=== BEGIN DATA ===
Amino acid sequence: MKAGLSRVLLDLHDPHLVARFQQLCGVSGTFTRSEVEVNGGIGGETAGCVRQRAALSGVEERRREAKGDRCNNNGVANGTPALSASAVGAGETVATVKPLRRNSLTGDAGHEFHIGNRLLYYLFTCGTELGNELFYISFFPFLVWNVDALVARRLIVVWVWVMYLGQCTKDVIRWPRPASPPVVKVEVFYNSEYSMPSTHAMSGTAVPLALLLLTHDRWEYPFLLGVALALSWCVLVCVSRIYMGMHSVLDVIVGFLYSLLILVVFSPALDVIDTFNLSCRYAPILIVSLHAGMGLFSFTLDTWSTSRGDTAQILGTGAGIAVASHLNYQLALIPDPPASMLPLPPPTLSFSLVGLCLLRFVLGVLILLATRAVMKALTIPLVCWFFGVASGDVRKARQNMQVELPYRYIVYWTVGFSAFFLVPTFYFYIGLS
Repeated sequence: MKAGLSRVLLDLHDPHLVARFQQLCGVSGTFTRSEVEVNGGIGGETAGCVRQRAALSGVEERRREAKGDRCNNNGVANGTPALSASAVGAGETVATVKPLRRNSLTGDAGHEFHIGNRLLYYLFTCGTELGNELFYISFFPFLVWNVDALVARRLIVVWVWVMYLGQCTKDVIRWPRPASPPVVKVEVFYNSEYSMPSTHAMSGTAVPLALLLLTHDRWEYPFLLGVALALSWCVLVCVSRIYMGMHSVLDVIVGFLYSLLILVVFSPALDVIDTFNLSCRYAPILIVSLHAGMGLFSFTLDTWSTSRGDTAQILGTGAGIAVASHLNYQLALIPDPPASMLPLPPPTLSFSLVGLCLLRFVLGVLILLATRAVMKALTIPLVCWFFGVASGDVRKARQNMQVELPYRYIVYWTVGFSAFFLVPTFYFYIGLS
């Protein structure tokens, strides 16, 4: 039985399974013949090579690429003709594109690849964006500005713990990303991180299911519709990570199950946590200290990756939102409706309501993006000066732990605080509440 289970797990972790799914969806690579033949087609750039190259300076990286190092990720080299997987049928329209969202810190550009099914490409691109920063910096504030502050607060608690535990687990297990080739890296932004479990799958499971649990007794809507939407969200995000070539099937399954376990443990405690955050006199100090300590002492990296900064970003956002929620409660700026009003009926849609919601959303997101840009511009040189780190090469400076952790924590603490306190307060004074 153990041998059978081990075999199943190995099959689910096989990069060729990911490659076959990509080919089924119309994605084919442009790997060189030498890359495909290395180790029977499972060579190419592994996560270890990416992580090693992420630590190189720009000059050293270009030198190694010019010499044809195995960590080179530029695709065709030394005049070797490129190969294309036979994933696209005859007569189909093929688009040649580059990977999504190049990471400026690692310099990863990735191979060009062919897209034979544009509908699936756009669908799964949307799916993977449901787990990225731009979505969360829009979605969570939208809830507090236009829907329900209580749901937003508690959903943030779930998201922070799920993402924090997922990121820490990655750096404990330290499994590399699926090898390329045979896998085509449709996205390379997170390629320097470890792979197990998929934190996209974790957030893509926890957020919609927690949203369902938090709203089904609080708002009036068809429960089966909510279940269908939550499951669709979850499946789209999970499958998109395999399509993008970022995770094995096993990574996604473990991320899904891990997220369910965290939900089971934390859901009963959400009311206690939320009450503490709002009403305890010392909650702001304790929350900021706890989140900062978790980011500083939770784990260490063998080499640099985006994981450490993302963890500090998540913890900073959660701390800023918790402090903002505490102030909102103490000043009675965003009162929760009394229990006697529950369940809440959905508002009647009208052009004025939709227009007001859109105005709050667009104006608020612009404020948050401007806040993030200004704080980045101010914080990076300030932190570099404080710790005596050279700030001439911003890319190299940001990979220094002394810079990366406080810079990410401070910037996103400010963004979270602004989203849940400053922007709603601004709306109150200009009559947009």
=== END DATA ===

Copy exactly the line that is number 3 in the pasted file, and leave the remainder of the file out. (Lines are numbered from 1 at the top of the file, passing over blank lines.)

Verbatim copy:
């Protein structure tokens, strides 16, 4: 039985399974013949090579690429003709594109690849964006500005713990990303991180299911519709990570199950946590200290990756939102409706309501993006000066732990605080509440 289970797990972790799914969806690579033949087609750039190259300076990286190092990720080299997987049928329209969202810190550009099914490409691109920063910096504030502050607060608690535990687990297990080739890296932004479990799958499971649990007794809507939407969200995000070539099937399954376990443990405690955050006199100090300590002492990296900064970003956002929620409660700026009003009926849609919601959303997101840009511009040189780190090469400076952790924590603490306190307060004074 153990041998059978081990075999199943190995099959689910096989990069060729990911490659076959990509080919089924119309994605084919442009790997060189030498890359495909290395180790029977499972060579190419592994996560270890990416992580090693992420630590190189720009000059050293270009030198190694010019010499044809195995960590080179530029695709065709030394005049070797490129190969294309036979994933696209005859007569189909093929688009040649580059990977999504190049990471400026690692310099990863990735191979060009062919897209034979544009509908699936756009669908799964949307799916993977449901787990990225731009979505969360829009979605969570939208809830507090236009829907329900209580749901937003508690959903943030779930998201922070799920993402924090997922990121820490990655750096404990330290499994590399699926090898390329045979896998085509449709996205390379997170390629320097470890792979197990998929934190996209974790957030893509926890957020919609927690949203369902938090709203089904609080708002009036068809429960089966909510279940269908939550499951669709979850499946789209999970499958998109395999399509993008970022995770094995096993990574996604473990991320899904891990997220369910965290939900089971934390859901009963959400009311206690939320009450503490709002009403305890010392909650702001304790929350900021706890989140900062978790980011500083939770784990260490063998080499640099985006994981450490993302963890500090998540913890900073959660701390800023918790402090903002505490102030909102103490000043009675965003009162929760009394229990006697529950369940809440959905508002009647009208052009004025939709227009007001859109105005709050667009104006608020612009404020948050401007806040993030200004704080980045101010914080990076300030932190570099404080710790005596050279700030001439911003890319190299940001990979220094002394810079990366406080810079990410401070910037996103400010963004979270602004989203849940400053922007709603601004709306109150200009009559947009």